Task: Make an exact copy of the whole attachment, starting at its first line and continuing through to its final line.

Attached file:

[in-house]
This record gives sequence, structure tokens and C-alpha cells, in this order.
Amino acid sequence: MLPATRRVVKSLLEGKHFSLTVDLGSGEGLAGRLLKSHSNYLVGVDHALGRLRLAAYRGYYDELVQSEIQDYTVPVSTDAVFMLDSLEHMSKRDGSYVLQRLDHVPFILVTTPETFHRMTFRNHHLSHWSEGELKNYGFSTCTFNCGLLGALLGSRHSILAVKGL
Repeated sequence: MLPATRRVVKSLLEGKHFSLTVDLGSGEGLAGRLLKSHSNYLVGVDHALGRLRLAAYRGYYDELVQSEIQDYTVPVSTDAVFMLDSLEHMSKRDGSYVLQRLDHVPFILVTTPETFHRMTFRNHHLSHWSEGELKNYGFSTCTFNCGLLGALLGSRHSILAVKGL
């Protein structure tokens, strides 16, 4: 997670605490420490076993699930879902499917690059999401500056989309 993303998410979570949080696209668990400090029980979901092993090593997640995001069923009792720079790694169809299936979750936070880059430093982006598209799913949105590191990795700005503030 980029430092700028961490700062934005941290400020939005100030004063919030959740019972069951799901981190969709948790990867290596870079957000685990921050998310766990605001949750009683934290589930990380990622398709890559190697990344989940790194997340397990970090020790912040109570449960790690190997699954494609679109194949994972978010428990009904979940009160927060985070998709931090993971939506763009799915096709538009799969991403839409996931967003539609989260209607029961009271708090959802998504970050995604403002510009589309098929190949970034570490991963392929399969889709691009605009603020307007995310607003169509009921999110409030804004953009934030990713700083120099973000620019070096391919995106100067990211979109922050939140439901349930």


[in-house]
This record gives sequence, structure tokens and C-alpha cells, in this order.
Amino acid sequence: MLPATRRVVKSLLEGKHFSLTVDLGSGEGLAGRLLKSHSNYLVGVDHALGRLRLAAYRGYYDELVQSEIQDYTVPVSTDAVFMLDSLEHMSKRDGSYVLQRLDHVPFILVTTPETFHRMTFRNHHLSHWSEGELKNYGFSTCTFNCGLLGALLGSRHSILAVKGL
Repeated sequence: MLPATRRVVKSLLEGKHFSLTVDLGSGEGLAGRLLKSHSNYLVGVDHALGRLRLAAYRGYYDELVQSEIQDYTVPVSTDAVFMLDSLEHMSKRDGSYVLQRLDHVPFILVTTPETFHRMTFRNHHLSHWSEGELKNYGFSTCTFNCGLLGALLGSRHSILAVKGL
């Protein structure tokens, strides 16, 4: 997670605490420490076993699930879902499917690059999401500056989309 993303998410979570949080696209668990400090029980979901092993090593997640995001069923009792720079790694169809299936979750936070880059430093982006598209799913949105590191990795700005503030 980029430092700028961490700062934005941290400020939005100030004063919030959740019972069951799901981190969709948790990867290596870079957000685990921050998310766990605001949750009683934290589930990380990622398709890559190697990344989940790194997340397990970090020790912040109570449960790690190997699954494609679109194949994972978010428990009904979940009160927060985070998709931090993971939506763009799915096709538009799969991403839409996931967003539609989260209607029961009271708090959802998504970050995604403002510009589309098929190949970034570490991963392929399969889709691009605009603020307007995310607003169509009921999110409030804004953009934030990713700083120099973000620019070096391919995106100067990211979109922050939140439901349930």